Tuesday, June 28, 2011

For Jillian: Head Injuries early 1800's

I decided to do a special post just for Jillian. She's an awesome supporter of this blog and had an interesting question in the comments section that was going to be easier to answer here.

Her question:  Did they know if someone had a concussion during the time period I write, which is Regency England.

Jordyn says: Jillian, my best guess is that they understood head injury symptoms but probably not what the exact cause was. Boring a hole in the head to relieve pressure was a common medical practice (probably one of the oldest surgical procedures).

Here are a few resources that may help you:

1. The prevailing view in the 1800s was that headache and other sequelae of head injury were due to malingering or psychogenic or other functional disorders.  Source: http://www.medlink.com/medlinkcontent.asp

2. http://journals.lww.com/ajpmr/Fulltext/2010/08000/The_History_and_Evolution_of_Traumatic_Brain.13.aspx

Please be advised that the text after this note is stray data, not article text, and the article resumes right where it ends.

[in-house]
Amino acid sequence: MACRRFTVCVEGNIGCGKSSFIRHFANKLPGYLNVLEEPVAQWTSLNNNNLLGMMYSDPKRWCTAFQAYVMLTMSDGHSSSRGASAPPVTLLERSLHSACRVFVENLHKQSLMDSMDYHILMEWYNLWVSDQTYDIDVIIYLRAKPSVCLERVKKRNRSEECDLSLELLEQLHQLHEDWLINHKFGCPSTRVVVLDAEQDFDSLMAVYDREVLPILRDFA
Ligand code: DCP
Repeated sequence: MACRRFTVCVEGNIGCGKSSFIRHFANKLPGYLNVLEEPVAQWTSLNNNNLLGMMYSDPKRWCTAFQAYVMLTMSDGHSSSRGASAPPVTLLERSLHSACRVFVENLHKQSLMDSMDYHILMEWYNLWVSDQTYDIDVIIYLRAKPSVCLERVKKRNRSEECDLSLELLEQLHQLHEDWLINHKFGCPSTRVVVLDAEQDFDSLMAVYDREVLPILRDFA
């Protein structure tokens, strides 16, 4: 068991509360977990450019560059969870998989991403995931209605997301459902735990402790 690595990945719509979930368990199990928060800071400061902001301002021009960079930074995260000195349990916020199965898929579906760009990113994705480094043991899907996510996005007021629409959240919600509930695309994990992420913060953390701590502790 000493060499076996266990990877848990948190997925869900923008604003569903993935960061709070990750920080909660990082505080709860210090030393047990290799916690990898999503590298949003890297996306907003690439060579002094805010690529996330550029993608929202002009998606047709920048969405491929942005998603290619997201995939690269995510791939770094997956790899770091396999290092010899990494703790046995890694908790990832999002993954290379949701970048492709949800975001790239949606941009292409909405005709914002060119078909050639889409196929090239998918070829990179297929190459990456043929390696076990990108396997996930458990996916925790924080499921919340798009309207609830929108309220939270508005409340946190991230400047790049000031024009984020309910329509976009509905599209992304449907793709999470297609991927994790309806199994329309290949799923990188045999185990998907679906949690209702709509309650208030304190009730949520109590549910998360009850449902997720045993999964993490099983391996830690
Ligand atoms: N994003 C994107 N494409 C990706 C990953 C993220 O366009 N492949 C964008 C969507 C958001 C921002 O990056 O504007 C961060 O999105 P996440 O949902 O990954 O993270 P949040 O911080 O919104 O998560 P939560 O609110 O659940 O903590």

3. http://en.wikipedia.org/wiki/Traumatic_brain_injury: Look under history section.

4. This was an earlier post on trepanning. http://www.jordynredwood.com/2010/11/truly-historical-medical-question-head.html

Jillian, thanks as always for your support. Hope you find some useful information.


  1. Hey Jordyn,
    Thanks so much for the information. You didn't need to go to all that trouble but I do appreciate it.I could get caught up in studying this stuff for a long time. I had no idea they were doing bore holes that far back in history. I'd have been scared to be the patient. The trepanning is fascinating as well.

  2. Jordyn, your blog is a great resource. Almost makes me want to write something medical just so I can use it!

  3. Jillian, hope it helped.

    Olivia, that is the best comment ever! Let me know if there's anything I could help with.